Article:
Jade hair ornament

From China
Qing dynasty (AD 1644-1911)

This hair ornament was used to hold a hair bun, or topknot, in place. It was carved from a rectangular block of jade, with the inside hollow out. The top is divided into five ribs, framed by spirals at the ends. The ornament is pierced below the spirals for the insertion of a pin.

Similar ornaments are shown in paintings of the Song dynasty (960-1279). Most excavated examples, however, are from the Ming dynasty (1368-1644). Sometimes the ribbed decoration is framed by finely carved dragons or other animals. These items were made in gold and silver, as well as jade.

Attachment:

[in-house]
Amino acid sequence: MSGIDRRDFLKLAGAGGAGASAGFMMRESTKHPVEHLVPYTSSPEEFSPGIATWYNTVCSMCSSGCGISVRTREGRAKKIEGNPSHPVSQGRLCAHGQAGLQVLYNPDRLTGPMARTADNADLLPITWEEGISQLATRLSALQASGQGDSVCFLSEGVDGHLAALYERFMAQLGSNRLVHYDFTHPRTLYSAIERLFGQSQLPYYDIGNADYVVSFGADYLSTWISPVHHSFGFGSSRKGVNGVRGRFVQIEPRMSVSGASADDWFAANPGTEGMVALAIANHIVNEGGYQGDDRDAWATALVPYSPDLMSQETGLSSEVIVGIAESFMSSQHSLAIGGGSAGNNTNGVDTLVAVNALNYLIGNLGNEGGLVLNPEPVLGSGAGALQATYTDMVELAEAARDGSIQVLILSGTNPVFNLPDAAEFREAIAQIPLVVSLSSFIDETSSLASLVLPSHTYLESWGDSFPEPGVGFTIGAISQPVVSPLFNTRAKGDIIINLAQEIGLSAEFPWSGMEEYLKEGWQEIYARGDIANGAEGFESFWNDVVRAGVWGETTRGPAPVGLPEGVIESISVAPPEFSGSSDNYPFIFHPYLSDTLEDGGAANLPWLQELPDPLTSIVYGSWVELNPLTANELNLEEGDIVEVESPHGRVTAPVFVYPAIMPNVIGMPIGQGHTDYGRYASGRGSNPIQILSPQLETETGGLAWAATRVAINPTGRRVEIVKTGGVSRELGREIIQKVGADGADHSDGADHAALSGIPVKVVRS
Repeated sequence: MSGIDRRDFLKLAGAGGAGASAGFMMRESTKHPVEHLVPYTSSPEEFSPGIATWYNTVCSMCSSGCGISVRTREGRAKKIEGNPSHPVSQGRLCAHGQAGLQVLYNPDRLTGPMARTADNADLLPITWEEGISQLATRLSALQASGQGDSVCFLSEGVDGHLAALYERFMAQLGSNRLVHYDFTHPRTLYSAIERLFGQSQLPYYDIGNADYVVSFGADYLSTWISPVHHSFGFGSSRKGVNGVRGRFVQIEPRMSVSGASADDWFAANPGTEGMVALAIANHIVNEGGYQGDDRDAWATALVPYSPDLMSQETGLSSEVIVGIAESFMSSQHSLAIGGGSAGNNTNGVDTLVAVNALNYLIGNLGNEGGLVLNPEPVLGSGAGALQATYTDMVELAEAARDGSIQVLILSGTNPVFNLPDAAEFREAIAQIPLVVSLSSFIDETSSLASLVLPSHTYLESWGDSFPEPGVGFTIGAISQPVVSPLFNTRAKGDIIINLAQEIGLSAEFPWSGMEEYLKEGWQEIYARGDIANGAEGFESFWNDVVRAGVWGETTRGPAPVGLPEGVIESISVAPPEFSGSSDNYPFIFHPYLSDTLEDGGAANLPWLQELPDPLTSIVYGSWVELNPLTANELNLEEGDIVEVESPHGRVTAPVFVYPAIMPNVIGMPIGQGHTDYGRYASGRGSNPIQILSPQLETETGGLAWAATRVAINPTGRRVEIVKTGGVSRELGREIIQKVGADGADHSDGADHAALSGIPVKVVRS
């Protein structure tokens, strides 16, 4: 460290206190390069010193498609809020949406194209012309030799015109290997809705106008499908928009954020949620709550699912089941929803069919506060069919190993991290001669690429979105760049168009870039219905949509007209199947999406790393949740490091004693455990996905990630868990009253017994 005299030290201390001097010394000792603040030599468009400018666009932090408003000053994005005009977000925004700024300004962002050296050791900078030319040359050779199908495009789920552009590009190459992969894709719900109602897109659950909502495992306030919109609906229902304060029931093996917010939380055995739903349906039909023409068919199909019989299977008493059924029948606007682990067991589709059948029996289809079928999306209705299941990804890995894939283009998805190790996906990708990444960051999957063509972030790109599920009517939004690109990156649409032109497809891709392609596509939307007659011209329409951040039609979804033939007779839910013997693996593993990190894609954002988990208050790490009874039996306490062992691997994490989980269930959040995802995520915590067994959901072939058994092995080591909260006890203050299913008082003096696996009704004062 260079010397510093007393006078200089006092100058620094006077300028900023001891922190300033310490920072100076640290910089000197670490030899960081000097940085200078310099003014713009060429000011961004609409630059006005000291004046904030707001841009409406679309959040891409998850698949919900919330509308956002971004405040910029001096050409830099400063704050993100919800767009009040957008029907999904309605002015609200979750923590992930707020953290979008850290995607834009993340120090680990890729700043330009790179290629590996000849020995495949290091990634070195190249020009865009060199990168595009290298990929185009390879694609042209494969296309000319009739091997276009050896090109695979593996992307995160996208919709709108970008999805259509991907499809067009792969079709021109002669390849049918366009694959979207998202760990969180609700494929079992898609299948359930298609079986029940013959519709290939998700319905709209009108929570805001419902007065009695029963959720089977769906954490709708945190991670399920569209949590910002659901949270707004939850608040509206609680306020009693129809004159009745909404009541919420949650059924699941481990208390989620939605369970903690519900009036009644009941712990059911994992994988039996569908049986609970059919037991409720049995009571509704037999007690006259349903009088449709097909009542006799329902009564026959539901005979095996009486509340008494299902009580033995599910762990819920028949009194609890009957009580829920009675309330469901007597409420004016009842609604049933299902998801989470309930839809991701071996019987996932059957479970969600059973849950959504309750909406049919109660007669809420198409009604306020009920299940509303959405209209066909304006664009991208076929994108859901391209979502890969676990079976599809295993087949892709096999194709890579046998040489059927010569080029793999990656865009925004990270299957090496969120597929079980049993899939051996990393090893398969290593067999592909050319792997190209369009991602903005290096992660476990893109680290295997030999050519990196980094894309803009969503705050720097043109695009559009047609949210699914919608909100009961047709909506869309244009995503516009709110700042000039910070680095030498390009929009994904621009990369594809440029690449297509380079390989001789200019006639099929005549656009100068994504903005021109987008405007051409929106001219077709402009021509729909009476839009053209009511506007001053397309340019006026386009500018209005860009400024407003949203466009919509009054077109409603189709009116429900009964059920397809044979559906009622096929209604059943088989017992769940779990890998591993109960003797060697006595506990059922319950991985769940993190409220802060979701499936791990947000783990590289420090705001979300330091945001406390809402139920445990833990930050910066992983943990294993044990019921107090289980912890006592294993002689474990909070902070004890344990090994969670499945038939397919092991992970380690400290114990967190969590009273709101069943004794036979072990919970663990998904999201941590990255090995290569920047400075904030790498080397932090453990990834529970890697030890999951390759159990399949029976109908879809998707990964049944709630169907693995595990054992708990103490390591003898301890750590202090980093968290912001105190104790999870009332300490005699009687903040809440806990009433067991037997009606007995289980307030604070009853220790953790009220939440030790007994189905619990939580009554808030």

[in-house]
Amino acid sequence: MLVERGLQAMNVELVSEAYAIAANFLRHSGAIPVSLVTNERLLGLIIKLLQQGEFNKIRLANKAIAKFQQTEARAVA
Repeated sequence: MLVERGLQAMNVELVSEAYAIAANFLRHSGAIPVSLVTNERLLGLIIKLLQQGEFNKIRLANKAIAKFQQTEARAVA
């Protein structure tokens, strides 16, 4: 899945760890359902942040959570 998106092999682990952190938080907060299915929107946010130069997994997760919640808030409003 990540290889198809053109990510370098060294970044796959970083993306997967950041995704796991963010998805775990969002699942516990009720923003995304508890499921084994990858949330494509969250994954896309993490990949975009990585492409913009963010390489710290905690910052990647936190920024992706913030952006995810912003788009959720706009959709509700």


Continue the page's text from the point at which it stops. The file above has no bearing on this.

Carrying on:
Historically, jade has been considered the most precious material in China, admired for its texture and subtle colour variations. This hair ornament exhibits both these properties.

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More information

Bibliography

J. Rawson, Chinese jade: from the Neolith (London, The British Museum Press, 1995, reprinted 2002)

Dimensions

Length: 5.000 cm
Height: 3.400 cm

Museum number

Asia OA 1910.12-24.3

RRC5821

Location

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